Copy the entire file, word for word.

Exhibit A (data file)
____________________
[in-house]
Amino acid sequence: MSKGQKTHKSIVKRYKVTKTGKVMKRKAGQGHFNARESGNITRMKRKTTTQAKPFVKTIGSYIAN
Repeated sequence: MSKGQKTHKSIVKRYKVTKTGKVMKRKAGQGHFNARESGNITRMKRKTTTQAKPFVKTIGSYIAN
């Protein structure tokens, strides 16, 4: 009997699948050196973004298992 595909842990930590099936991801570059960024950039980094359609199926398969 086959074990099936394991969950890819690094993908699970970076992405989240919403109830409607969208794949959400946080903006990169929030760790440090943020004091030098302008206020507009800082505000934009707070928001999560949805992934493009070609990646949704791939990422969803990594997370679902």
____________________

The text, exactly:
[in-house]
Amino acid sequence: MSKGQKTHKSIVKRYKVTKTGKVMKRKAGQGHFNARESGNITRMKRKTTTQAKPFVKTIGSYIAN
Repeated sequence: MSKGQKTHKSIVKRYKVTKTGKVMKRKAGQGHFNARESGNITRMKRKTTTQAKPFVKTIGSYIAN
């Protein structure tokens, strides 16, 4: 009997699948050196973004298992 595909842990930590099936991801570059960024950039980094359609199926398969 086959074990099936394991969950890819690094993908699970970076992405989240919403109830409607969208794949959400946080903006990169929030760790440090943020004091030098302008206020507009800082505000934009707070928001999560949805992934493009070609990646949704791939990422969803990594997370679902």